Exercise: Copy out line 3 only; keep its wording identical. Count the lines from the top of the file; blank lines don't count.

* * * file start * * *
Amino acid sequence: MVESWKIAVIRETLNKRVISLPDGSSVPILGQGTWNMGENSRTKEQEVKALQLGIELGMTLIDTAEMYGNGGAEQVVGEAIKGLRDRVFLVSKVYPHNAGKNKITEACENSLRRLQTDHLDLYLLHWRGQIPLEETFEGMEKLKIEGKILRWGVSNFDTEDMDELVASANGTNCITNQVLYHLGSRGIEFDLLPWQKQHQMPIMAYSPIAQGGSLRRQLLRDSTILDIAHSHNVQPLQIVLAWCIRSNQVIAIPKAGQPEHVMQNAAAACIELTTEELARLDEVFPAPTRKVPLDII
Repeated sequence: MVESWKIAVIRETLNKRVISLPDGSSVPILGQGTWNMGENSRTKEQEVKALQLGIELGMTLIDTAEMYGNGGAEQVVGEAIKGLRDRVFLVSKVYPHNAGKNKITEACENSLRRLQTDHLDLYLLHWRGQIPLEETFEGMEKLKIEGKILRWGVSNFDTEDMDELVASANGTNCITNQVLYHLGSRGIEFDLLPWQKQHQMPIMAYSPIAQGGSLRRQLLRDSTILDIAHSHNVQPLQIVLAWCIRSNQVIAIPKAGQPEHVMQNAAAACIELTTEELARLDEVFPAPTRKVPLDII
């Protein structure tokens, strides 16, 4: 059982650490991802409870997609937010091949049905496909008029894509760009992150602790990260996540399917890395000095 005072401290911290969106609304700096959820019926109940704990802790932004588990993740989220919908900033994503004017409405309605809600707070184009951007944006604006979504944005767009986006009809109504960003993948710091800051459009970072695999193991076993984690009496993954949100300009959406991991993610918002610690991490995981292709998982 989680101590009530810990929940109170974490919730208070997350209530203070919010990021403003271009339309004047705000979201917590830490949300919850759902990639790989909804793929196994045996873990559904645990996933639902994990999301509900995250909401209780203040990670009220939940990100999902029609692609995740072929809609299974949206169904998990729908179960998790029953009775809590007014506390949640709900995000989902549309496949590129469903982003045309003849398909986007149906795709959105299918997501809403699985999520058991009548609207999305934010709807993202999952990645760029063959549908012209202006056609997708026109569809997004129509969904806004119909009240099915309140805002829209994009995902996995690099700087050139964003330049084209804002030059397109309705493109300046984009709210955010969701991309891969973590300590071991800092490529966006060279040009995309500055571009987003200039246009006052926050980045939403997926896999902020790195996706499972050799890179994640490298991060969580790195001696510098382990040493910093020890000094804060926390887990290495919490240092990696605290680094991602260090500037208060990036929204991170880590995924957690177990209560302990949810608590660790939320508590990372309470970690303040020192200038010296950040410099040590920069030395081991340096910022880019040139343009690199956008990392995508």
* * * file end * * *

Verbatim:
């Protein structure tokens, strides 16, 4: 059982650490991802409870997609937010091949049905496909008029894509760009992150602790990260996540399917890395000095 005072401290911290969106609304700096959820019926109940704990802790932004588990993740989220919908900033994503004017409405309605809600707070184009951007944006604006979504944005767009986006009809109504960003993948710091800051459009970072695999193991076993984690009496993954949100300009959406991991993610918002610690991490995981292709998982 989680101590009530810990929940109170974490919730208070997350209530203070919010990021403003271009339309004047705000979201917590830490949300919850759902990639790989909804793929196994045996873990559904645990996933639902994990999301509900995250909401209780203040990670009220939940990100999902029609692609995740072929809609299974949206169904998990729908179960998790029953009775809590007014506390949640709900995000989902549309496949590129469903982003045309003849398909986007149906795709959105299918997501809403699985999520058991009548609207999305934010709807993202999952990645760029063959549908012209202006056609997708026109569809997004129509969904806004119909009240099915309140805002829209994009995902996995690099700087050139964003330049084209804002030059397109309705493109300046984009709210955010969701991309891969973590300590071991800092490529966006060279040009995309500055571009987003200039246009006052926050980045939403997926896999902020790195996706499972050799890179994640490298991060969580790195001696510098382990040493910093020890000094804060926390887990290495919490240092990696605290680094991602260090500037208060990036929204991170880590995924957690177990209560302990949810608590660790939320508590990372309470970690303040020192200038010296950040410099040590920069030395081991340096910022880019040139343009690199956008990392995508």